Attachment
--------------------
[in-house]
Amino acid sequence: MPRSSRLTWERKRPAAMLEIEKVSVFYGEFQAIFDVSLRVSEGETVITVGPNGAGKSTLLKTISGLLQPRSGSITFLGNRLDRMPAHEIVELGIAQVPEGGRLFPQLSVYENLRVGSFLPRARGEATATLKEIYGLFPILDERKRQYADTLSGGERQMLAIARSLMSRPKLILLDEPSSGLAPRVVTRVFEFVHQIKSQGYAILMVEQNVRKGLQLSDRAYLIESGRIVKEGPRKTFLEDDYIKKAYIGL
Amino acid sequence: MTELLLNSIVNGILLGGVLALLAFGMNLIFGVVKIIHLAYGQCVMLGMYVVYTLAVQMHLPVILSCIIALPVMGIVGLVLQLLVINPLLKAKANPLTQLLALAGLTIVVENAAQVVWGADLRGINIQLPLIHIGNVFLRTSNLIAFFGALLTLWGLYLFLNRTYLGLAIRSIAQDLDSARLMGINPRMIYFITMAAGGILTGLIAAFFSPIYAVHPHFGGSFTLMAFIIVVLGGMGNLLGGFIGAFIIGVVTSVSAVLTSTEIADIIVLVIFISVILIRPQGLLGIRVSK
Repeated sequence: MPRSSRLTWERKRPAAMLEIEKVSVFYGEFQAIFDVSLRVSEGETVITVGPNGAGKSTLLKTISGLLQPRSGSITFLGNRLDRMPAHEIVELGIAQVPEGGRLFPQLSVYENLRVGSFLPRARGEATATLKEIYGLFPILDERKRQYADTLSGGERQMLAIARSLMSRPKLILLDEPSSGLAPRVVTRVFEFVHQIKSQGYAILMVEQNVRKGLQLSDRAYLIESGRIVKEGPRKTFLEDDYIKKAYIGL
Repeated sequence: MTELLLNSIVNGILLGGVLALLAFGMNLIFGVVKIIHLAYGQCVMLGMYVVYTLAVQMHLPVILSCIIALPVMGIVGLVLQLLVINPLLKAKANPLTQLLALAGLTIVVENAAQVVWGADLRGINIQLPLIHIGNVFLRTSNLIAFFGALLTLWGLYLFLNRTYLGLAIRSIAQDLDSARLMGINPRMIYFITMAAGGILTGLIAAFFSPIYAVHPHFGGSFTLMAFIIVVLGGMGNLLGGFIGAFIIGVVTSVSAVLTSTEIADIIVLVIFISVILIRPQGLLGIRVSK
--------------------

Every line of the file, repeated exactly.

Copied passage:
[in-house]
Amino acid sequence: MPRSSRLTWERKRPAAMLEIEKVSVFYGEFQAIFDVSLRVSEGETVITVGPNGAGKSTLLKTISGLLQPRSGSITFLGNRLDRMPAHEIVELGIAQVPEGGRLFPQLSVYENLRVGSFLPRARGEATATLKEIYGLFPILDERKRQYADTLSGGERQMLAIARSLMSRPKLILLDEPSSGLAPRVVTRVFEFVHQIKSQGYAILMVEQNVRKGLQLSDRAYLIESGRIVKEGPRKTFLEDDYIKKAYIGL
Amino acid sequence: MTELLLNSIVNGILLGGVLALLAFGMNLIFGVVKIIHLAYGQCVMLGMYVVYTLAVQMHLPVILSCIIALPVMGIVGLVLQLLVINPLLKAKANPLTQLLALAGLTIVVENAAQVVWGADLRGINIQLPLIHIGNVFLRTSNLIAFFGALLTLWGLYLFLNRTYLGLAIRSIAQDLDSARLMGINPRMIYFITMAAGGILTGLIAAFFSPIYAVHPHFGGSFTLMAFIIVVLGGMGNLLGGFIGAFIIGVVTSVSAVLTSTEIADIIVLVIFISVILIRPQGLLGIRVSK
Repeated sequence: MPRSSRLTWERKRPAAMLEIEKVSVFYGEFQAIFDVSLRVSEGETVITVGPNGAGKSTLLKTISGLLQPRSGSITFLGNRLDRMPAHEIVELGIAQVPEGGRLFPQLSVYENLRVGSFLPRARGEATATLKEIYGLFPILDERKRQYADTLSGGERQMLAIARSLMSRPKLILLDEPSSGLAPRVVTRVFEFVHQIKSQGYAILMVEQNVRKGLQLSDRAYLIESGRIVKEGPRKTFLEDDYIKKAYIGL
Repeated sequence: MTELLLNSIVNGILLGGVLALLAFGMNLIFGVVKIIHLAYGQCVMLGMYVVYTLAVQMHLPVILSCIIALPVMGIVGLVLQLLVINPLLKAKANPLTQLLALAGLTIVVENAAQVVWGADLRGINIQLPLIHIGNVFLRTSNLIAFFGALLTLWGLYLFLNRTYLGLAIRSIAQDLDSARLMGINPRMIYFITMAAGGILTGLIAAFFSPIYAVHPHFGGSFTLMAFIIVVLGGMGNLLGGFIGAFIIGVVTSVSAVLTSTEIADIIVLVIFISVILIRPQGLLGIRVSK